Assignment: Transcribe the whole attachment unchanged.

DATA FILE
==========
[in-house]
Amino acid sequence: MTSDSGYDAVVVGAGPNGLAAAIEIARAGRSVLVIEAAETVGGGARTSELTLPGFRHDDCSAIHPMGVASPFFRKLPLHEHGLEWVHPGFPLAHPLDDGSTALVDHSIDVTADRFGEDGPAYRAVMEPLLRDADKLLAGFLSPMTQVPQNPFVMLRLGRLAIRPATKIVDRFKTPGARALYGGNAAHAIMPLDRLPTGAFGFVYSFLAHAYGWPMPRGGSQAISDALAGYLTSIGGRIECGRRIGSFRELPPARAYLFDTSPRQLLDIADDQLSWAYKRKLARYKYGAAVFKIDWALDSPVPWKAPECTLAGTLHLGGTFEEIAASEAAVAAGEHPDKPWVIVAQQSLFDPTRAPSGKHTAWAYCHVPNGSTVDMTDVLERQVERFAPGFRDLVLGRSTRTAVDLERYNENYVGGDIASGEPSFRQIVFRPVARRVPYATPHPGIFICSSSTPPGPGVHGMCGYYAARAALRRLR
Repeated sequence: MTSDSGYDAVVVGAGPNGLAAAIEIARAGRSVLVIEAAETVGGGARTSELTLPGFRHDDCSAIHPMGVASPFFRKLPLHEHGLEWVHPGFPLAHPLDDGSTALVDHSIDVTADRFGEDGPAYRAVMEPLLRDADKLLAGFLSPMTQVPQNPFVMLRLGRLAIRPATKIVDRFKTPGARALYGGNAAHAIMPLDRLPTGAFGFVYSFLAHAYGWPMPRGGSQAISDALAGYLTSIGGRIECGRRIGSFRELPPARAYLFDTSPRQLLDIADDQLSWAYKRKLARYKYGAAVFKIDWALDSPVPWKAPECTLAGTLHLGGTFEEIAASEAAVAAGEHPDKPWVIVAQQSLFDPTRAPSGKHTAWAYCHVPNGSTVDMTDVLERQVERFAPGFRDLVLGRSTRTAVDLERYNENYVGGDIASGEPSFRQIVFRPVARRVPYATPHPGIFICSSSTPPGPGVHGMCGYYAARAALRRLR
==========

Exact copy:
[in-house]
Amino acid sequence: MTSDSGYDAVVVGAGPNGLAAAIEIARAGRSVLVIEAAETVGGGARTSELTLPGFRHDDCSAIHPMGVASPFFRKLPLHEHGLEWVHPGFPLAHPLDDGSTALVDHSIDVTADRFGEDGPAYRAVMEPLLRDADKLLAGFLSPMTQVPQNPFVMLRLGRLAIRPATKIVDRFKTPGARALYGGNAAHAIMPLDRLPTGAFGFVYSFLAHAYGWPMPRGGSQAISDALAGYLTSIGGRIECGRRIGSFRELPPARAYLFDTSPRQLLDIADDQLSWAYKRKLARYKYGAAVFKIDWALDSPVPWKAPECTLAGTLHLGGTFEEIAASEAAVAAGEHPDKPWVIVAQQSLFDPTRAPSGKHTAWAYCHVPNGSTVDMTDVLERQVERFAPGFRDLVLGRSTRTAVDLERYNENYVGGDIASGEPSFRQIVFRPVARRVPYATPHPGIFICSSSTPPGPGVHGMCGYYAARAALRRLR
Repeated sequence: MTSDSGYDAVVVGAGPNGLAAAIEIARAGRSVLVIEAAETVGGGARTSELTLPGFRHDDCSAIHPMGVASPFFRKLPLHEHGLEWVHPGFPLAHPLDDGSTALVDHSIDVTADRFGEDGPAYRAVMEPLLRDADKLLAGFLSPMTQVPQNPFVMLRLGRLAIRPATKIVDRFKTPGARALYGGNAAHAIMPLDRLPTGAFGFVYSFLAHAYGWPMPRGGSQAISDALAGYLTSIGGRIECGRRIGSFRELPPARAYLFDTSPRQLLDIADDQLSWAYKRKLARYKYGAAVFKIDWALDSPVPWKAPECTLAGTLHLGGTFEEIAASEAAVAAGEHPDKPWVIVAQQSLFDPTRAPSGKHTAWAYCHVPNGSTVDMTDVLERQVERFAPGFRDLVLGRSTRTAVDLERYNENYVGGDIASGEPSFRQIVFRPVARRVPYATPHPGIFICSSSTPPGPGVHGMCGYYAARAALRRLR